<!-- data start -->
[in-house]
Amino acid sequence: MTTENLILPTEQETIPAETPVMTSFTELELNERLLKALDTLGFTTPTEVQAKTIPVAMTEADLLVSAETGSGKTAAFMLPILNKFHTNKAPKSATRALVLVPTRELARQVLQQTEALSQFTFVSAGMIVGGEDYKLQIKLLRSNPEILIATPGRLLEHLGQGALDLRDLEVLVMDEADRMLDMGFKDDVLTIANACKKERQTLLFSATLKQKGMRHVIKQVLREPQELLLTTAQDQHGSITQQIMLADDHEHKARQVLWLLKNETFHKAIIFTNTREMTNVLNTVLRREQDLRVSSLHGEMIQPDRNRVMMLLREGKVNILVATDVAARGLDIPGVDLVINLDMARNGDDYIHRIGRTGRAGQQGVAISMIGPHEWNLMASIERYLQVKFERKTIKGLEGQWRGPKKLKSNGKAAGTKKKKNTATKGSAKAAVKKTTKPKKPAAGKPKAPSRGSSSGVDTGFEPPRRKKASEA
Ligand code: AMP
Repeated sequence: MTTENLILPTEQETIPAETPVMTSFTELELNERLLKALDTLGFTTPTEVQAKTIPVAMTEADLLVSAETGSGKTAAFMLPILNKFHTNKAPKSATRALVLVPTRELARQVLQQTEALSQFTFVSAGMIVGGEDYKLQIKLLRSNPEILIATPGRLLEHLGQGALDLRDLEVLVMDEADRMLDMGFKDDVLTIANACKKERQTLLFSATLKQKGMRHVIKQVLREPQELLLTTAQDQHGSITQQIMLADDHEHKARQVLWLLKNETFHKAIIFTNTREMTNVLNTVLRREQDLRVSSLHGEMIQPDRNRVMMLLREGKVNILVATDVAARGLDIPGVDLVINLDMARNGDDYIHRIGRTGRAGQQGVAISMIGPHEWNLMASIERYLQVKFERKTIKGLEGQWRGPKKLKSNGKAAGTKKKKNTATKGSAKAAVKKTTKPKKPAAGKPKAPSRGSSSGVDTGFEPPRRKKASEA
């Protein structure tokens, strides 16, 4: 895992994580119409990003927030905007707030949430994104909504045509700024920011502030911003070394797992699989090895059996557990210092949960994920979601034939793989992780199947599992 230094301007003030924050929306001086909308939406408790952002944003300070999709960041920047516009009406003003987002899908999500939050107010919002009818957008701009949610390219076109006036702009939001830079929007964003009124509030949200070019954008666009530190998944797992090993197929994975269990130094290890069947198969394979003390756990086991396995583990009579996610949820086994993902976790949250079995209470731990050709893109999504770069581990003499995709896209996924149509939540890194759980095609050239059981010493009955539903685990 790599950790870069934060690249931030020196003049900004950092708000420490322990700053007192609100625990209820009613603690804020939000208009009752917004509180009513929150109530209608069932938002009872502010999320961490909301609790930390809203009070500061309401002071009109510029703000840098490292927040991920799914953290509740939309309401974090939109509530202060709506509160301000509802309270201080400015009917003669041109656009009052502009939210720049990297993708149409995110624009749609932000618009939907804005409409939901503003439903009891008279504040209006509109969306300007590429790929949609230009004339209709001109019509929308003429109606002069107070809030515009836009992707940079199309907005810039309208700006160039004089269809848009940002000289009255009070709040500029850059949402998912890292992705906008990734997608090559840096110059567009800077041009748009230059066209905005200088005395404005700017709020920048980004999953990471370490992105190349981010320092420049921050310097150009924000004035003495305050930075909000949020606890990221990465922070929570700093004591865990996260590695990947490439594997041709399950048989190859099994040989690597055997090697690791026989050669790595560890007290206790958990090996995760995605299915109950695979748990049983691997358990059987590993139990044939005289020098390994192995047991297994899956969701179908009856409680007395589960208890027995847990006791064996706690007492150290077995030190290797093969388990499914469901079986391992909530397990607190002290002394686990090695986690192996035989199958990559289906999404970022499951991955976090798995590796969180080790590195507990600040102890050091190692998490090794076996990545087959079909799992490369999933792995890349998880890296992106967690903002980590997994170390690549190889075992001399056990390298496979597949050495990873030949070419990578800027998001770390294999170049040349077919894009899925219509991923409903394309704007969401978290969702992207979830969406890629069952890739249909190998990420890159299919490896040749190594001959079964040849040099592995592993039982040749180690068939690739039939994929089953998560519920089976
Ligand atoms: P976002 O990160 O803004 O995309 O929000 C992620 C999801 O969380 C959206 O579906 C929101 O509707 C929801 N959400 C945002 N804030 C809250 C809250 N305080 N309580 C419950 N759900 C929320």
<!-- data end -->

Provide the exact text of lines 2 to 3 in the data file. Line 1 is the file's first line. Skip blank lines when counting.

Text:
Amino acid sequence: MTTENLILPTEQETIPAETPVMTSFTELELNERLLKALDTLGFTTPTEVQAKTIPVAMTEADLLVSAETGSGKTAAFMLPILNKFHTNKAPKSATRALVLVPTRELARQVLQQTEALSQFTFVSAGMIVGGEDYKLQIKLLRSNPEILIATPGRLLEHLGQGALDLRDLEVLVMDEADRMLDMGFKDDVLTIANACKKERQTLLFSATLKQKGMRHVIKQVLREPQELLLTTAQDQHGSITQQIMLADDHEHKARQVLWLLKNETFHKAIIFTNTREMTNVLNTVLRREQDLRVSSLHGEMIQPDRNRVMMLLREGKVNILVATDVAARGLDIPGVDLVINLDMARNGDDYIHRIGRTGRAGQQGVAISMIGPHEWNLMASIERYLQVKFERKTIKGLEGQWRGPKKLKSNGKAAGTKKKKNTATKGSAKAAVKKTTKPKKPAAGKPKAPSRGSSSGVDTGFEPPRRKKASEA
Ligand code: AMP